At the dawn of this new journalistic age, writers are flinging words up on the Post’s Web site unexpurgated and largely unedited.
“A lot of the stuff I put out raw,” says columnist and humorist Joel Achenbach, the Post’s primordial Web blogger. “I keep thinking today is the day I will write something that destroys the Washington Post as a newspaper.”
On Monday, Maryland reporters launched Maryland Moment, on politics and policies in the Bay State. Terry Neal, who stopped writing his political column on Washingtonpost.com to become a Maryland editor, says he will soon start his own blog.
In the first week of 2006, Metro columnist Marc Fisher introduced Raw Fisher.
“It’s a way to increase my connection to readers,” Fisher says. It’s also his reaction to the Post’s decision to “diminish” his thrice-weekly column by moving it from its regular place on the left-hand rail of Metro’s front page and letting it float around the Metro pages.
In October Chris Cillizza became the first Post staffer to do an official blog. His political blog, The Fix, goes up daily on Washingtonpost.com, and he also gets bylines in the print edition.
Richmond bureau chief Mike Shear started a Virginia political blog last year.
Does anyone edit this stuff? Len Downie and Phil Bennett, the two top editors at the Post, declined to comment.
“Yes,” says Washingtonpost.com editor Jim Brady, “they are edited. Depending on the urgency of the post, some are edited before, and others are edited live. But we do put eyes on the posts.”
But writers say they are flying blind.
“Most of the items I post early in the morning or late at night, directly on the blog,” says Marc Fisher. “I can consult with an editor on the Web site.”
Fisher says the level of editing is left up to each writer.
Achenbach, who has been blogging since last January’s debut of Achenblog, says he can report to two editors: Sydney Trent, his magazine editor, or Hal Straus, who handles his prose for Washingtonpost.com. But most of the time he doesn’t.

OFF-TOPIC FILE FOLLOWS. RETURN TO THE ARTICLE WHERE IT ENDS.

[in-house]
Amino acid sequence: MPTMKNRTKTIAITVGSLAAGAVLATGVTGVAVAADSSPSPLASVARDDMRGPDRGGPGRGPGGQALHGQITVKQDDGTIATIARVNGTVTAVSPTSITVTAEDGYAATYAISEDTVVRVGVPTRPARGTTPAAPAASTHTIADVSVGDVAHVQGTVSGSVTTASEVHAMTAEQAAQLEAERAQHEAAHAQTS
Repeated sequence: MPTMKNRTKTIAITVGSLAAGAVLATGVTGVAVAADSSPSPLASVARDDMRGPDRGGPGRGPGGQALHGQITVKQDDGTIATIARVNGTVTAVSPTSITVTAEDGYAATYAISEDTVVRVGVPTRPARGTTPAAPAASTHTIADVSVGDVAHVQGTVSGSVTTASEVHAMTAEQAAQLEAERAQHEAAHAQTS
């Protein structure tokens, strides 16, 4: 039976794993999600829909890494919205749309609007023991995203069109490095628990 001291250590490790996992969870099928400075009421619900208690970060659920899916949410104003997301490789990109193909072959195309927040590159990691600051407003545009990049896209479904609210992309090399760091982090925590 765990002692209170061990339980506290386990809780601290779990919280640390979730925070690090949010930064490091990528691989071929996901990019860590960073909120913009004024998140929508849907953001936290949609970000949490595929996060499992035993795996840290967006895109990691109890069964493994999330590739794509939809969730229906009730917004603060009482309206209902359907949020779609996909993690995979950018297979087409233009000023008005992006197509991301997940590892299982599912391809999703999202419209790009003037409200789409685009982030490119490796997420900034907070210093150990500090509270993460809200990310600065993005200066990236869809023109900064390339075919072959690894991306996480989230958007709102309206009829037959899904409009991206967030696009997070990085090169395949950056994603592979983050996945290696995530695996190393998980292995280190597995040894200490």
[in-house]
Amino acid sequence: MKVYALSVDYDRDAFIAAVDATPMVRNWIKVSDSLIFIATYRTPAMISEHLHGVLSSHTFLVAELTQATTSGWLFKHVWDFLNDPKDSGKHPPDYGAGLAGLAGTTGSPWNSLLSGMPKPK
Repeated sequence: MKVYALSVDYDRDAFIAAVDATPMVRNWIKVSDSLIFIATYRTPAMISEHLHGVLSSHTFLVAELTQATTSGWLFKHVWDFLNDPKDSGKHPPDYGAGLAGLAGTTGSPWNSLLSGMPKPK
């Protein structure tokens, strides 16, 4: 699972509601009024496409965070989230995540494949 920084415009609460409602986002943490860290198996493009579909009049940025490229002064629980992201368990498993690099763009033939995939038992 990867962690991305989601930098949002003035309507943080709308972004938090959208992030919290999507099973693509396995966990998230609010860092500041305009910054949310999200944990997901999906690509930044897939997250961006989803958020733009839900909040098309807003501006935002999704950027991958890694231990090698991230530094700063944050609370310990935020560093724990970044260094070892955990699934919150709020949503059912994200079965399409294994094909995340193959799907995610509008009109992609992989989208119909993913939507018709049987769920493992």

“It puts a lot of responsibility on the writer of the blog,” he says. “You have to determine what needs to be reviewed by an editor.”
There are no rules for blogs. No Associated Press Stylebook applies. Some newspapers do not permit reporters to have blogs; some encourage staffers to write for their Internet sites; most are struggling to keep up with the way words are flying around the World Wide Web.
If there are no hard-and-fast rules for bloggers, the Post also has no rules for people who post responses to bloggers. Responses go up live, without editing, says editor Jim Brady. A software filter blocks profanity.
“People post anything they want, all the time,” Achenbach says. “We expect some standards. No dropping the F-bomb on people. No hate speech. Don’t be racist. No personal attacks. For the most part people abide, and we can zap it if there’s a problem.
“To a remarkable degree we don’t have problems,” he says. “People who hang around the blog tend to be smart and aware.”
So aware that Achenbach relies on them for basic copyediting.
“I’ll post something; two minutes later someone will tell me there’s a typo in the second graph.”
Is it time for Post editors to catch up to their bloggers?
Says Achenbach: “Everyone is in love with the inherent unfettered quality of blogging. Editing can be good for blogs. I don’t think editors are bad. They can help on the conceptual side and on the writing side.”
Marc Fisher wants to encourage his online readers to become reporters. He intends to post “raw bits” of a story and ask readers to keep reporting and write a story, which he will post on his blog.
“Why not try it?” he says.